On May 30, 2015, Woodrow Vereen, a music minister, juvenile detention officer, and father of three, was taking his young sons out for ice cream after a Little League game. On the way, Bridgeport police officers Keith Ruffin and Carlos Vasquez stopped him for allegedly running a yellow light. After Vereen produced his license and registration, Ruffin asked for permission to search the car. Vereen declined. Ruffin ordered Vereen out of the car, frisked him on the sidewalk, and searched the vehicle--all without saying a word to Vereen's frightened sons, who remained inside while the officer inspected around them, and all without evidence of illegal activity. Ultimately, the officers did not find anything in Vereen's car and issued a citation for the alleged yellow light violation, which the Connecticut Superior dismissed. Under the Alvin W. Penn Act, police in Connecticut must file information regarding who they pull over during traffic stops. According to those filings, police are more likely to stop and search Black drivers like Vereen, particularly during daylight hours. The ACLU-CT's lawsuit on behalf of Vereen argued that, by searching Vereen and his car with neither consent nor evidence of illegal activity, Ruffin and Vasquez violated Vereen's Fourth Amendment right against unreasonable searches. In 2017, the ACLU of Connecticut reached a settlement in the case. In that settlement, the defendants and the City of Bridgeport agreed to a monetary payment to Vereen in exchange for his dismissing the lawsuit.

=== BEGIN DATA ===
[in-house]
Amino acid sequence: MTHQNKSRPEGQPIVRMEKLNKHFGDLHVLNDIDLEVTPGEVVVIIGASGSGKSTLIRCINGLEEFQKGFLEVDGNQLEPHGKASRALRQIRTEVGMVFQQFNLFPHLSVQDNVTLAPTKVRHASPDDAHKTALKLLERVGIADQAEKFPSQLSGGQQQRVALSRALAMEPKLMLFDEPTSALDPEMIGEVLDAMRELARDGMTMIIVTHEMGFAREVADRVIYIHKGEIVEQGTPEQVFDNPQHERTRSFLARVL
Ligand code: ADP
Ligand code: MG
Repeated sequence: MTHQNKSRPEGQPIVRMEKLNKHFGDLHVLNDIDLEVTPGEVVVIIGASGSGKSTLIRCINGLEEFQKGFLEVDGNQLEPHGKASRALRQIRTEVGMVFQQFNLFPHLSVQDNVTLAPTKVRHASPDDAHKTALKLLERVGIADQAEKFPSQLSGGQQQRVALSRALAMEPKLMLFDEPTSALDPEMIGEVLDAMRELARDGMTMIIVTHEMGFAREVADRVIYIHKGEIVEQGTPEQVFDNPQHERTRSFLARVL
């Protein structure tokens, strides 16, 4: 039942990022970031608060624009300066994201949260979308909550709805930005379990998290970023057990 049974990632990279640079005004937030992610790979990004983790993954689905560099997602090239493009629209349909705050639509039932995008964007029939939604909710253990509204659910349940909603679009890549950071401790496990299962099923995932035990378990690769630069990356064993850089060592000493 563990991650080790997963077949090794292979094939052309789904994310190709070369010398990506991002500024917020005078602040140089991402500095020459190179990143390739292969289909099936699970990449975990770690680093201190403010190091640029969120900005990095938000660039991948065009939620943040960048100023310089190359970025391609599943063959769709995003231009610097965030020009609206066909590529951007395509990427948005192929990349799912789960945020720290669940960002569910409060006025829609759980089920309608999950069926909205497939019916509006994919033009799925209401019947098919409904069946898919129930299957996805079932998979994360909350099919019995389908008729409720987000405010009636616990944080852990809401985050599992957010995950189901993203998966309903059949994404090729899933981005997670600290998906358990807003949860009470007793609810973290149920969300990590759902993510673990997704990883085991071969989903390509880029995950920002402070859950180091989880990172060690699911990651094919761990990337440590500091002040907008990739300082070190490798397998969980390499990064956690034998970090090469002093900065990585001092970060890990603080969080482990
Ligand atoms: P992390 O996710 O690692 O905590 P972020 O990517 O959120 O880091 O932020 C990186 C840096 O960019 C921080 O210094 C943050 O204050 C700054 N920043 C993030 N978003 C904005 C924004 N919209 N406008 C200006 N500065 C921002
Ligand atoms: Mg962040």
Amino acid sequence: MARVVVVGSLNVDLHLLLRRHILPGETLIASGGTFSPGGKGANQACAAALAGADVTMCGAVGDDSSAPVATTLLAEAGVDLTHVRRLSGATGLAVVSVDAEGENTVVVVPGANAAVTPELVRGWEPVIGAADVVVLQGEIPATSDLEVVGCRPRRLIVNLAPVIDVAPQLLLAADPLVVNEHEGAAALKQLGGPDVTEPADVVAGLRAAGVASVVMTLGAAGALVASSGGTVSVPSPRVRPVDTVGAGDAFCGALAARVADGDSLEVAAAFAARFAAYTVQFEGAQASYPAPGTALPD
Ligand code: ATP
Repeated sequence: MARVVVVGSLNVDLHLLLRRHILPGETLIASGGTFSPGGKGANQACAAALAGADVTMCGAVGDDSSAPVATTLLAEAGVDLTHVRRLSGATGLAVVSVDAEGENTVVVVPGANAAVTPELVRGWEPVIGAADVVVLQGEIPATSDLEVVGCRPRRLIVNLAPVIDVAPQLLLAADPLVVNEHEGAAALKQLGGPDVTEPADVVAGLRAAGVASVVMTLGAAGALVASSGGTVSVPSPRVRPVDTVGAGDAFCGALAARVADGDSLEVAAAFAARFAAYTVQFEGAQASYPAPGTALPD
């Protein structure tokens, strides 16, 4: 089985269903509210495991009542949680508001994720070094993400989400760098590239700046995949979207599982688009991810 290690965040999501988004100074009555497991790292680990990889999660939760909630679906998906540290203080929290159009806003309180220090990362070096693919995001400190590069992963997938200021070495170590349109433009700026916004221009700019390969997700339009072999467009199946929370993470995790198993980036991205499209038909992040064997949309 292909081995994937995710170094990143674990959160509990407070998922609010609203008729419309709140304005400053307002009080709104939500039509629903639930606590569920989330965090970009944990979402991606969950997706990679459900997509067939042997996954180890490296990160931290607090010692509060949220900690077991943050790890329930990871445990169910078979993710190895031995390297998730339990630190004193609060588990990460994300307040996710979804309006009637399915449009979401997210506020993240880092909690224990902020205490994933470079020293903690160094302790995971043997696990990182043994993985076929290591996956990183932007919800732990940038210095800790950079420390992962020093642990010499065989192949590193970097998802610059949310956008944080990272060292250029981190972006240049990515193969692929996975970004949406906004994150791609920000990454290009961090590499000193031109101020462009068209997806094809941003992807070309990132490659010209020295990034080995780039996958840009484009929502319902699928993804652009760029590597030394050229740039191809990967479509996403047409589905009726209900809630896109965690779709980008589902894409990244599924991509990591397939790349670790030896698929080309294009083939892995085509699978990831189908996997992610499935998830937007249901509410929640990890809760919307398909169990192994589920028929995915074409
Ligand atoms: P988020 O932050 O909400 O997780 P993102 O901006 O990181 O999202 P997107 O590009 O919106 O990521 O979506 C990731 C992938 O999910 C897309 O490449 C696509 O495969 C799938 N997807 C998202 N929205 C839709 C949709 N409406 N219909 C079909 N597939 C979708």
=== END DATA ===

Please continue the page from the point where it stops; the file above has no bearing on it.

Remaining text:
ACLU-CT to Governor:
COVID vaccine rollout must include incarcerated people